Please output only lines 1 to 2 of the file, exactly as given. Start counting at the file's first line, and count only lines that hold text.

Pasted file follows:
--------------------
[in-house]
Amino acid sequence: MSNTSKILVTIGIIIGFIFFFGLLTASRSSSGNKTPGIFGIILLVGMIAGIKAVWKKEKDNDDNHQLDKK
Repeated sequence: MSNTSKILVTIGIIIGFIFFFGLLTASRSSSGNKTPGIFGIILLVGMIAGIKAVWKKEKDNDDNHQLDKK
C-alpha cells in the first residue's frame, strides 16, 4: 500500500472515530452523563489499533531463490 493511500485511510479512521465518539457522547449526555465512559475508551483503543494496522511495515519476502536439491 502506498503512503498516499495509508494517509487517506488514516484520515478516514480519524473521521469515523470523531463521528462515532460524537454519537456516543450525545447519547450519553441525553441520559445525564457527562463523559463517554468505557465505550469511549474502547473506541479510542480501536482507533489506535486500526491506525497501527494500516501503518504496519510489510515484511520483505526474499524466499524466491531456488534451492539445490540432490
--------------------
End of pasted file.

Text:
[in-house]
Amino acid sequence: MSNTSKILVTIGIIIGFIFFFGLLTASRSSSGNKTPGIFGIILLVGMIAGIKAVWKKEKDNDDNHQLDKK